Take-Two Interactive, the game publisher best known for the Grand Theft Auto series, announced Monday that it is considering selling itself outright.
But with the "Hot Coffee" scandal, a stock-option backdating probe that yielded criminal charges against the founder, and shareholder attempts to replace the board of directors and CEO, industry analysts aren't sure who'd be buying.
Last month, analyst Michael Pachter of Wedbush Morgan Securities downgraded his rating of Take-Two stock to "sell," saying the shares were overvalued. At the same time, he addressed the possibility of the publisher being acquired, sold in pieces, or made a target of activist shareholders, calling each scenario unlikely.
Pachter is sticking to his assessments of the company's prospects with the for-sale announcement.
"This is crazy, and no, my views are not changing," he told GameSpot. Pachter said a sale is unlikely, noting that a prospective buyer could have picked up the game publisher during its stock slump last year for about half what it would have to pay now. In last month's note, Pachter pegged a purchase price of $2 billion, including a premium on the stock price and restructuring costs.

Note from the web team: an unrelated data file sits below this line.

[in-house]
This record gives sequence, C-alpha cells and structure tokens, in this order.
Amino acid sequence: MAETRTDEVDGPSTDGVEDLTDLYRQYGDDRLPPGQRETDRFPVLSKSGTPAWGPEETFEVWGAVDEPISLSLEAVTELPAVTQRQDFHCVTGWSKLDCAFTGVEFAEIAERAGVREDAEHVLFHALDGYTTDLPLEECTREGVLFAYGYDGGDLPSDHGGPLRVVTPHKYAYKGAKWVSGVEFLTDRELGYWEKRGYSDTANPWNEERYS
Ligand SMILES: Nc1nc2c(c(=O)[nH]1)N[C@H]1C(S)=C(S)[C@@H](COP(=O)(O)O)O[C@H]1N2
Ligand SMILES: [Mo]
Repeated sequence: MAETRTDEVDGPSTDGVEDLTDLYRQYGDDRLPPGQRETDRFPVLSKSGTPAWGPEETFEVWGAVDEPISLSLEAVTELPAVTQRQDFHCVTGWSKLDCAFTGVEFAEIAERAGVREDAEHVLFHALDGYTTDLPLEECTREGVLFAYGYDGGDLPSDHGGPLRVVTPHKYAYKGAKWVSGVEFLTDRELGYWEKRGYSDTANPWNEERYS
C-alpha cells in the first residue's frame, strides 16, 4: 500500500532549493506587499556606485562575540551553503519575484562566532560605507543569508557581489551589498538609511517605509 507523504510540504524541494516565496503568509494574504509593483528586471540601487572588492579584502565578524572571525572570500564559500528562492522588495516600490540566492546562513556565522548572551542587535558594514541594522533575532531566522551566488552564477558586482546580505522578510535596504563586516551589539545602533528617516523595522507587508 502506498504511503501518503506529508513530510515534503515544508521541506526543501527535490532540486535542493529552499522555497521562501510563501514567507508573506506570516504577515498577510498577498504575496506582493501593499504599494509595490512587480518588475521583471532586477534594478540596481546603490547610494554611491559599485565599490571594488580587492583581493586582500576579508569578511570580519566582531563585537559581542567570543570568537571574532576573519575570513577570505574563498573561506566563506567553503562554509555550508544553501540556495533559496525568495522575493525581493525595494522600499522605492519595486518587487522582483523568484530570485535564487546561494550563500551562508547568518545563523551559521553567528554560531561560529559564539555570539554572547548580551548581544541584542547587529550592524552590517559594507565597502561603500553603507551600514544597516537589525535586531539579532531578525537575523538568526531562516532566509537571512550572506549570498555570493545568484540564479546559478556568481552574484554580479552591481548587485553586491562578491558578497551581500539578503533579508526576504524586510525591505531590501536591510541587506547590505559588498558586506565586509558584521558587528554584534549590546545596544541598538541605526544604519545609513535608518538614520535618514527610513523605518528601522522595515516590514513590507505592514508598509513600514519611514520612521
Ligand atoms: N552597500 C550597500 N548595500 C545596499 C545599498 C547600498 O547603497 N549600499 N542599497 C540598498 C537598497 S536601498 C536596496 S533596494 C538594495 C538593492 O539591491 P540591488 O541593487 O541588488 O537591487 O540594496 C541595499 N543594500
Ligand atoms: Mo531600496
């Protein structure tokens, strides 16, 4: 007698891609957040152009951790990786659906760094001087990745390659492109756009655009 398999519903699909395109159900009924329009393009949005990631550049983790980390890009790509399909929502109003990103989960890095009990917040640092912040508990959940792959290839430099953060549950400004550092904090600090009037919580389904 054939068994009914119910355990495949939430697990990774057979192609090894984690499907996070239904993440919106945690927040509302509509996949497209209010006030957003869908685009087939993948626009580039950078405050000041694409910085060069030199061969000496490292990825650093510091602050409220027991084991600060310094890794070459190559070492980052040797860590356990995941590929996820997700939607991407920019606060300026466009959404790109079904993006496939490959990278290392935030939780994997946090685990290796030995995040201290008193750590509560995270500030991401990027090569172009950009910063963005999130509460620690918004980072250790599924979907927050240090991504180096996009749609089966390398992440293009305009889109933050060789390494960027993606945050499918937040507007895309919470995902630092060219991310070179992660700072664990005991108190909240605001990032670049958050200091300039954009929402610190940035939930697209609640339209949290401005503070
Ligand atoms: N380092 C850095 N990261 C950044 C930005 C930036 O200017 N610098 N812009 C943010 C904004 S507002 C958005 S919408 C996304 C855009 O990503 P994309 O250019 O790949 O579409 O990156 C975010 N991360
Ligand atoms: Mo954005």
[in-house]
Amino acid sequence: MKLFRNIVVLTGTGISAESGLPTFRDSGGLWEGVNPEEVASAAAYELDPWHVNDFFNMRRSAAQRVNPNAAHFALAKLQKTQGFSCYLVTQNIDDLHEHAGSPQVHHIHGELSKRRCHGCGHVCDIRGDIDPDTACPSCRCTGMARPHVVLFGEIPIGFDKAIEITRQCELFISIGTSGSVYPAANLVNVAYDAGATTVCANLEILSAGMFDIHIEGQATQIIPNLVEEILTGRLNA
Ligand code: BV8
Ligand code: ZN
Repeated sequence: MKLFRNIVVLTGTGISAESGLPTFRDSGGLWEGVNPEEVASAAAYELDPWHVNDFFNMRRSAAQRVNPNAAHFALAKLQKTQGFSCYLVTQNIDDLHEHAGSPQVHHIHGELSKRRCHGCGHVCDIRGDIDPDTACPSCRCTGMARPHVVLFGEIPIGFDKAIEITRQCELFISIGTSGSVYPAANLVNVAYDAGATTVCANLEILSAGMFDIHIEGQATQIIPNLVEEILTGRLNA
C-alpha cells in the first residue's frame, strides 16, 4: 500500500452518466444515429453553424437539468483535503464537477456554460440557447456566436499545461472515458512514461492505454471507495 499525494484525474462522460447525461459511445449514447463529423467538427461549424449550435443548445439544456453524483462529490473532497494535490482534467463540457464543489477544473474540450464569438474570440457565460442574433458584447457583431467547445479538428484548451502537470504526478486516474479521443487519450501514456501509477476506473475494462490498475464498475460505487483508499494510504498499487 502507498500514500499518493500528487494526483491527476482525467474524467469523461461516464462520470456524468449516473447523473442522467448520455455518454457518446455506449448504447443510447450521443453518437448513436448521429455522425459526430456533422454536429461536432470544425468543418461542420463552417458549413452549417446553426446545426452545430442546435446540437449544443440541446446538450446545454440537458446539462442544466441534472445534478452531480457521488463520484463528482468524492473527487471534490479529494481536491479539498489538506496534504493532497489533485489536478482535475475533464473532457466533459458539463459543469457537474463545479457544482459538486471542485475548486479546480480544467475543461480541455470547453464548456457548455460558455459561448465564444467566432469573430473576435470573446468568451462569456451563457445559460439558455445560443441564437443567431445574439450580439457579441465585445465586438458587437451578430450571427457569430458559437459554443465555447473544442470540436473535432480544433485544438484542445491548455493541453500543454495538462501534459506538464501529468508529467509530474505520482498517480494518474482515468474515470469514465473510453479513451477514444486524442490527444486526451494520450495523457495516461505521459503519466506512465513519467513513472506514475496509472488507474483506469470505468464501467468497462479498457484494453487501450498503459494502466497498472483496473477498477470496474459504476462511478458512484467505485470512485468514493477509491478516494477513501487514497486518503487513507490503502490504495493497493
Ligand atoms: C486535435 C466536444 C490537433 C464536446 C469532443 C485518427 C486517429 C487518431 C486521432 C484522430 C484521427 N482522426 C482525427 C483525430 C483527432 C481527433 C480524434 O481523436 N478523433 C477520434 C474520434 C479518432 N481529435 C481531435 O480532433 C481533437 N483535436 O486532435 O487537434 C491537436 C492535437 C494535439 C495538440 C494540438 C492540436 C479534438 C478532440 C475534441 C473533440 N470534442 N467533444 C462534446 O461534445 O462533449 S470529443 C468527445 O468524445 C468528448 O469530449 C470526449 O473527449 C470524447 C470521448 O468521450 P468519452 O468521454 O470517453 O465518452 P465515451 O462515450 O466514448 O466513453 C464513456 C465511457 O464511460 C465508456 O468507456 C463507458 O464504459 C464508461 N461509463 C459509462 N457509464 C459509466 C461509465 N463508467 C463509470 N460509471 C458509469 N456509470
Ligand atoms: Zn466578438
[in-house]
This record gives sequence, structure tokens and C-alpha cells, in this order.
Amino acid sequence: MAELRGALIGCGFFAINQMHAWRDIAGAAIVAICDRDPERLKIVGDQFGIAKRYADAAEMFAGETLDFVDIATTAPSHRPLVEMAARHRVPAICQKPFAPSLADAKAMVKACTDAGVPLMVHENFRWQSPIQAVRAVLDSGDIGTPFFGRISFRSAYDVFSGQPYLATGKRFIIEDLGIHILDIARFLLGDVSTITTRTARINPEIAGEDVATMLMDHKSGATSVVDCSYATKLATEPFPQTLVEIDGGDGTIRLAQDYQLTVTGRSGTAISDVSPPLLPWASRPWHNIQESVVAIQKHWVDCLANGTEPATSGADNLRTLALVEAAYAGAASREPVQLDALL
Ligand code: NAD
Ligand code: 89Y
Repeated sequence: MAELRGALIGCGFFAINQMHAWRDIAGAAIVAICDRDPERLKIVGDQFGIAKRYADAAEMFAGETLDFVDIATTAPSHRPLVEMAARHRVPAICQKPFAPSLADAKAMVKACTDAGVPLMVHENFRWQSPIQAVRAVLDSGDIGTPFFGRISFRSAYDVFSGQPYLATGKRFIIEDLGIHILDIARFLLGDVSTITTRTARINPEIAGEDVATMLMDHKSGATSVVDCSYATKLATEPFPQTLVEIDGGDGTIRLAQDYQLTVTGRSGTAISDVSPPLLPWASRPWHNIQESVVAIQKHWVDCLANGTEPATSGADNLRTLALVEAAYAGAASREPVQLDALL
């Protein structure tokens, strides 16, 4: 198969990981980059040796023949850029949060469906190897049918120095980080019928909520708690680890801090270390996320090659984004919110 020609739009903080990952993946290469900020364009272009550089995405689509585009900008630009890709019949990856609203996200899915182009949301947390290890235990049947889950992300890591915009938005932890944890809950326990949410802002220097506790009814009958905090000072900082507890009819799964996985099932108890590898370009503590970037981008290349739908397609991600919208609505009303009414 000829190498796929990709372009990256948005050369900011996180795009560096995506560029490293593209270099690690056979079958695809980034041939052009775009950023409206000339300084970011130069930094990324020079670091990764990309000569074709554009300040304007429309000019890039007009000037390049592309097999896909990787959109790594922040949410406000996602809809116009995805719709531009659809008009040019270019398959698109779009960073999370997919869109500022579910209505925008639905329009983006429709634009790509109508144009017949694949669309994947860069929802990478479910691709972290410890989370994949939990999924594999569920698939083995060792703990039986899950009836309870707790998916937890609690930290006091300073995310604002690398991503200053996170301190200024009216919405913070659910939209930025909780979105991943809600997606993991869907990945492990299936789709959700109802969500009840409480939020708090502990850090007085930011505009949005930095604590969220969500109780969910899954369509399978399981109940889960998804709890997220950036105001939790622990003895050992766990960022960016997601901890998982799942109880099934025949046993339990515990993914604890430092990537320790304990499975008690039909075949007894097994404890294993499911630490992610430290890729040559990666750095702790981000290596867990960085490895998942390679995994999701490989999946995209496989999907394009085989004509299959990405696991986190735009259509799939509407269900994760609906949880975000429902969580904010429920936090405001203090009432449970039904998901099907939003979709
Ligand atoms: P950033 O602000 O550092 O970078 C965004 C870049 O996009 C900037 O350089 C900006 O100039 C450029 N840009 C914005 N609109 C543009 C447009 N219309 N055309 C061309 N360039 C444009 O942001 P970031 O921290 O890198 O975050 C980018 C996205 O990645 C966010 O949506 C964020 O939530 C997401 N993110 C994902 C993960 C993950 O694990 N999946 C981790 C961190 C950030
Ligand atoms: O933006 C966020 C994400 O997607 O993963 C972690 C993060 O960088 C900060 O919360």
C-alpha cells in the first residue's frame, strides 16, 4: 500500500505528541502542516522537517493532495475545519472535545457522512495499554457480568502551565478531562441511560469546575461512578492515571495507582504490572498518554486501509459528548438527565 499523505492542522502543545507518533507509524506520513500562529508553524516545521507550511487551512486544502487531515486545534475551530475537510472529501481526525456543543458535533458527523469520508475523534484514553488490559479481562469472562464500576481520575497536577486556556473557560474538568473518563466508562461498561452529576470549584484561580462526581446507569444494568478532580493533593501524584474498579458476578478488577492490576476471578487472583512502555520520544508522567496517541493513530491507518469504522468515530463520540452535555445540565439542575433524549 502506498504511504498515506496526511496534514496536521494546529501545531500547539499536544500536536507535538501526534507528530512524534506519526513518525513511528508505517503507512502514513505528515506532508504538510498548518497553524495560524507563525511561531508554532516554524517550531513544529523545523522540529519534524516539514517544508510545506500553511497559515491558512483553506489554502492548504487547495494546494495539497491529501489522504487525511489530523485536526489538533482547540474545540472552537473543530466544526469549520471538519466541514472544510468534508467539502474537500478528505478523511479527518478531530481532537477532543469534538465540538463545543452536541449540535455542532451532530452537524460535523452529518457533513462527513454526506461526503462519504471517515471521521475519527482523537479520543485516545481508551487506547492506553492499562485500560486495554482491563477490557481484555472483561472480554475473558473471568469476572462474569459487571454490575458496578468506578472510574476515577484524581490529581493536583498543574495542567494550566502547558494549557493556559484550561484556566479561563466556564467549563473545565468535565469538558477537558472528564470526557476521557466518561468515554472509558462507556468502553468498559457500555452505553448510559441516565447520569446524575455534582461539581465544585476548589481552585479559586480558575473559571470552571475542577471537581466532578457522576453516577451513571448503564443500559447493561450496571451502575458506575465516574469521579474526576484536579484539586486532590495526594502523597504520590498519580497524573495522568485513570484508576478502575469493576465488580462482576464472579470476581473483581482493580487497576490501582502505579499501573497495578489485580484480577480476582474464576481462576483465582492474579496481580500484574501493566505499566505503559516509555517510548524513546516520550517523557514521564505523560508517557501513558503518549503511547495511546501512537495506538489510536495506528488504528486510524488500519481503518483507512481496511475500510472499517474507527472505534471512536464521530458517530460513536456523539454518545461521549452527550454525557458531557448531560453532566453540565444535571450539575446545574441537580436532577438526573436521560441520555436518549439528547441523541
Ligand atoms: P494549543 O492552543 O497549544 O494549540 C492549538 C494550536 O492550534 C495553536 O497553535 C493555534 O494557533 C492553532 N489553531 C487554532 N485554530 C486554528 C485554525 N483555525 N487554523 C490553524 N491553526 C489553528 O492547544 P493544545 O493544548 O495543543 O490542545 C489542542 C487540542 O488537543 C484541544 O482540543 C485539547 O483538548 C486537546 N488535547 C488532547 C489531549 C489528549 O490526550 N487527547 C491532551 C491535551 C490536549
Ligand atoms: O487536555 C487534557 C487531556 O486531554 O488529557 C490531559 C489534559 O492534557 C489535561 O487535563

"I can't see a sale happening, unless there is truly a 'greater fool' out there," Pachter said Monday.
Nollenberger Capital Partners analyst Todd Greenwald ran down a handful of possible purchasers. Electronic Arts has the resources to pull off such an acquisition and new CEO John Riccitiello would be more inclined to pull the trigger on such a deal than former head Larry Probst, Greenwald said. However, he wasn't sure if the publisher's corporate culture would be a welcome fit for the employees at Take Two's Rockstar Games, the developer of controversial franchises like Grand Theft Auto and Manhunt.
"Ubisoft might be able to pull it off," Greenwald said. "Other than that, Activision and Elevation Partners are the only other real possibilities I see. I don't see a News Corp. or Viacom going for it."
Whether the company is sold outright or the investor group succeeds in overhauling the board of directors and installing a new CEO, Greenwald sees it as good news for shareholders. "Given their studios and franchises," he said, "Take-Two should be able to be a far more profitable company than it currently is."
Brendan Sinclair reports for GameSpot.